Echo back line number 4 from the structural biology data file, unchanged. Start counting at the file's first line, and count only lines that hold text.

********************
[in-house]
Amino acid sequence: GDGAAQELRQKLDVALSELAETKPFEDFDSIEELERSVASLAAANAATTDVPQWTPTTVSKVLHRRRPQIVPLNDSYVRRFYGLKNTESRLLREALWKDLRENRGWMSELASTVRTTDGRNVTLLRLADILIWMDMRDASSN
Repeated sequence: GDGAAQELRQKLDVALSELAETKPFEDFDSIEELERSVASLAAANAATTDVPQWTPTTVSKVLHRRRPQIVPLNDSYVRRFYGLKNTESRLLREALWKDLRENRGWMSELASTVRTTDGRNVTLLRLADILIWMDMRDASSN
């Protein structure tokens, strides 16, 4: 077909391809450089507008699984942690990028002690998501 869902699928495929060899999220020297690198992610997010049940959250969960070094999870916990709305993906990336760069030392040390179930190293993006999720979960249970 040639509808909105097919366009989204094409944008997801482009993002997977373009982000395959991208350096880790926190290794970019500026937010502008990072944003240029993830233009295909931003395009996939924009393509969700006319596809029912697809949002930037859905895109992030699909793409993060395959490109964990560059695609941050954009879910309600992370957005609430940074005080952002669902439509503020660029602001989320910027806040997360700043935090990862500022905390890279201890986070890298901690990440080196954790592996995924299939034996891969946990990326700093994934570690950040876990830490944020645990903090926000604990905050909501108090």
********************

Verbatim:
């Protein structure tokens, strides 16, 4: 077909391809450089507008699984942690990028002690998501 869902699928495929060899999220020297690198992610997010049940959250969960070094999870916990709305993906990336760069030392040390179930190293993006999720979960249970 040639509808909105097919366009989204094409944008997801482009993002997977373009982000395959991208350096880790926190290794970019500026937010502008990072944003240029993830233009295909931003395009996939924009393509969700006319596809029912697809949002930037859905895109992030699909793409993060395959490109964990560059695609941050954009879910309600992370957005609430940074005080952002669902439509503020660029602001989320910027806040997360700043935090990862500022905390890279201890986070890298901690990440080196954790592996995924299939034996891969946990990326700093994934570690950040876990830490944020645990903090926000604990905050909501108090």